Furloughed worker: Ironic Congress gets paid

Furloughed federal employees across the country continue struggling to make ends meet as the government shutdown drags on. CNN's Suzane Malveaux reports.

Posted: Jan 8, 2019 7:13 AM
Updated: Jan 8, 2019 7:40 AM

Regardless of how well the American economy is doing, the January jobs report might be ugly.

If the government shutdown lasts through next week, most of the 800,000 workers who have been furloughed will be counted as unemployed. The US Bureau of Labor Statistics bases its report on a survey of workers taken during the pay period that contains the 12th of each month. That's this Saturday, and many pay periods end on the 19th.

If the furloughed workers end up being counted as unemployed, January could be the first month that jobs declined since September 2010.

And the decline could be comparatively large. The biggest seasonally adjusted, month-over-month loss during the Great Recession was in March 2009, when 802,000 jobs were wiped out. The largest monthly job loss on record, 1.97 million, was in September 1945 as America's wartime economy came to a halt.

The last prolonged government shutdown, in 2013, didn't discernibly affect the headline jobs number because most workers received wages for some part of the pay period that included the 12th of the month. It did, however, contribute to a rise in the number of people counted as unemployed and an uptick in the unemployment rate.

A January swoon, following December's report that employers added 312,000 jobs, probably wouldn't have a big impact on the market because traders would see it coming. The number would also presumably bounce back when the shutdown ends.

But it sure won't look good. The White House has already begun working to counter bad public perception.

"And so what we'll say, if we were to see that negative number: 'Well sure, it was negative, but if you adjust for the furlough, it looks like another plus-200 month or something like that,'" Council of Economic Advisers chairman Kevin Hassett told reporters last week at the White House.

The January jobs report, due out on February 2, may also reflect an expected decline in employment among federal contractors and workers in ancillary jobs — think people who work in sandwich shops or in daycare centers — that depend on federal employees going to the office.

In 2013, the Council of Economic Advisers estimated that the combination of a shutdown and uncertainty created by arguing over whether to raise the debt limit led to the creation of 120,000 fewer private-sector jobs over two weeks.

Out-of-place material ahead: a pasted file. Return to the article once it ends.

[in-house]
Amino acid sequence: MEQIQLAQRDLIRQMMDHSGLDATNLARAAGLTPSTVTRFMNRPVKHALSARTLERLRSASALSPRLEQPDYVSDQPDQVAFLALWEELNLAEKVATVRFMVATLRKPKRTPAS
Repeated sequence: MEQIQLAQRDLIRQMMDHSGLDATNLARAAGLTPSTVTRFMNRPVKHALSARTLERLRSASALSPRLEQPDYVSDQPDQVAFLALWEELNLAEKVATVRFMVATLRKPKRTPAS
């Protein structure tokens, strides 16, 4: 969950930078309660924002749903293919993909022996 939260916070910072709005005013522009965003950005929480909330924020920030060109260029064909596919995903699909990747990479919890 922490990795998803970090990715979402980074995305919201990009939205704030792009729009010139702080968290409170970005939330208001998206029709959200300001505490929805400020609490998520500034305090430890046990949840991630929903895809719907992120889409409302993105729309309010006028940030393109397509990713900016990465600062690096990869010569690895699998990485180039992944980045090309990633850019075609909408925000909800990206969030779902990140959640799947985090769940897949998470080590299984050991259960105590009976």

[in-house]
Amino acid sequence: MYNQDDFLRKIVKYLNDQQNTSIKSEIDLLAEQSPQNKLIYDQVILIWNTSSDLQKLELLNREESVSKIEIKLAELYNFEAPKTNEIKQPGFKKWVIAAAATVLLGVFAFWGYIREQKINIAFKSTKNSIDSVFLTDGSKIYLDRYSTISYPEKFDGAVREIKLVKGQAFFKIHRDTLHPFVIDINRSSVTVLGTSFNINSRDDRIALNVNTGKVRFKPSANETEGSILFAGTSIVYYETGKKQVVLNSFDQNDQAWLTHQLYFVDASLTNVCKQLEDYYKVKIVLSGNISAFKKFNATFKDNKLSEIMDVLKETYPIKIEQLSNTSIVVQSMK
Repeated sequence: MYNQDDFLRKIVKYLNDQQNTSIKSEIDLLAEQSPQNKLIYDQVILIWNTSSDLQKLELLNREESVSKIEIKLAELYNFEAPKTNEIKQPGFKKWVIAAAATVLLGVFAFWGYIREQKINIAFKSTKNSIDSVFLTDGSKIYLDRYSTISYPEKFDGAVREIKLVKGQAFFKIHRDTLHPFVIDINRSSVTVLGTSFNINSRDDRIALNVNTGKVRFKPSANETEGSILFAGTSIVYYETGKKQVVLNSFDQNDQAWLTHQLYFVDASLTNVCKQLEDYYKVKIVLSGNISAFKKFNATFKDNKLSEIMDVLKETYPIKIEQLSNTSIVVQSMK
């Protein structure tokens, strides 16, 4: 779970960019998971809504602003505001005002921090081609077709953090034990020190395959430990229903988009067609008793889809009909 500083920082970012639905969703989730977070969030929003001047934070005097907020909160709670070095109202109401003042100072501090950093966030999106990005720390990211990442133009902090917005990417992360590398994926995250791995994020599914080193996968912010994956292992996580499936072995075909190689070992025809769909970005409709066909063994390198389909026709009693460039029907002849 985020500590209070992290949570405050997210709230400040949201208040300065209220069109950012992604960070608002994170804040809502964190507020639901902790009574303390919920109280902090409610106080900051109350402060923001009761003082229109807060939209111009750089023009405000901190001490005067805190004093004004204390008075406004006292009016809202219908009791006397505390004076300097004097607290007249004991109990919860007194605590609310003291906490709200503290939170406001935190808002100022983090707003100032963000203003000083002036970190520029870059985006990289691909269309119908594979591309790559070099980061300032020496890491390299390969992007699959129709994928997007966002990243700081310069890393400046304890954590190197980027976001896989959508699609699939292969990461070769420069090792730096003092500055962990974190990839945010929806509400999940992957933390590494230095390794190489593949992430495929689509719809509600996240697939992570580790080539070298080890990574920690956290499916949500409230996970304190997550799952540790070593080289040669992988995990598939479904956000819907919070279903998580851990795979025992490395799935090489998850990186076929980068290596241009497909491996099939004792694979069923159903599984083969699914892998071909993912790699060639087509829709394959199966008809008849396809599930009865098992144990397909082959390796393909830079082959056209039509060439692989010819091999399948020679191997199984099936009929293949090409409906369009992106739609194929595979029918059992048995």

The overall economy is not expected to take a big hit from the shutdown, because workers are expected to be paid after the fact, when the government reopens. Congress will have to pass a law to make that happen, and President Donald Trump will have to sign it.

Mississippi Coronavirus Cases

Data is updated nightly.

Cases: 343505

Reported Deaths: 7543
CountyCasesDeaths
Hinds23932444
DeSoto23229283
Harrison20527329
Rankin15411291
Jackson15232252
Madison10959227
Lee10719179
Jones9047169
Forrest8723159
Lauderdale7884244
Lowndes7054151
Lamar702989
Lafayette6548124
Washington5595139
Pearl River5196152
Bolivar4954134
Oktibbeha494398
Panola4771112
Warren4728128
Marshall4701106
Pontotoc447773
Union433279
Monroe4330137
Neshoba4281181
Hancock428088
Lincoln4176116
Pike3667113
Leflore3627125
Tate353388
Alcorn350974
Sunflower347694
Scott341176
Adams340988
Yazoo339376
Copiah324968
Simpson322891
Itawamba314680
Coahoma314085
Tippah306568
Prentiss298863
Covington293484
Leake285475
Marion284181
Wayne277543
George272251
Grenada269488
Newton262364
Tishomingo239770
Winston236784
Jasper230648
Stone229637
Attala226373
Chickasaw219060
Holmes200174
Clay197654
Clarke186880
Tallahatchie183742
Calhoun181332
Smith179235
Yalobusha171540
Walthall145748
Lawrence142826
Greene140134
Amite137543
Noxubee135235
Perry133538
Montgomery133044
Carroll126431
Webster121232
Jefferson Davis116734
Tunica114227
Benton106725
Claiborne105331
Kemper102429
Humphreys100133
Franklin87923
Quitman84719
Choctaw82619
Wilkinson78032
Jefferson71328
Sharkey51618
Issaquena1736
Unassigned00

Alabama Coronavirus Cases

Cases: 587405

Reported Deaths: 11536
CountyCasesDeaths
Jefferson853851591
Mobile48932864
Madison37517533
Shelby27280257
Tuscaloosa27171465
Montgomery26172627
Baldwin25399329
Lee17224181
Calhoun15401334
Morgan15170291
Etowah14954370
Marshall13116235
Houston12077293
Elmore10915219
St. Clair10763252
Limestone10725158
Cullman10546205
Lauderdale10255254
DeKalb9508192
Talladega8949188
Walker7793288
Autauga7563114
Jackson7400117
Blount7362139
Colbert6703142
Coffee6365132
Dale5650117
Russell480243
Chilton4771117
Covington4749125
Franklin458181
Tallapoosa4519156
Escambia441383
Chambers3949125
Dallas3743163
Clarke371263
Marion3463107
Pike332579
Lawrence3263100
Winston298773
Bibb290465
Geneva283983
Marengo262467
Barbour250961
Pickens245562
Butler240872
Hale235578
Fayette227065
Henry213945
Monroe202141
Randolph201144
Cherokee199248
Washington185239
Macon170552
Crenshaw168358
Clay166259
Cleburne161345
Lamar151038
Lowndes145455
Wilcox132331
Bullock126542
Conecuh121332
Coosa118329
Perry110528
Sumter110333
Greene99137
Choctaw64425
Out of AL00
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Tupelo
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Hi: 81° Lo: 71°
Feels Like: 83°
Columbus
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Oxford
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Feels Like: 83°
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The heat wave that controlled our area over the past several days is now behind us. The forecast for the next week looks a bit cooler & less humid.
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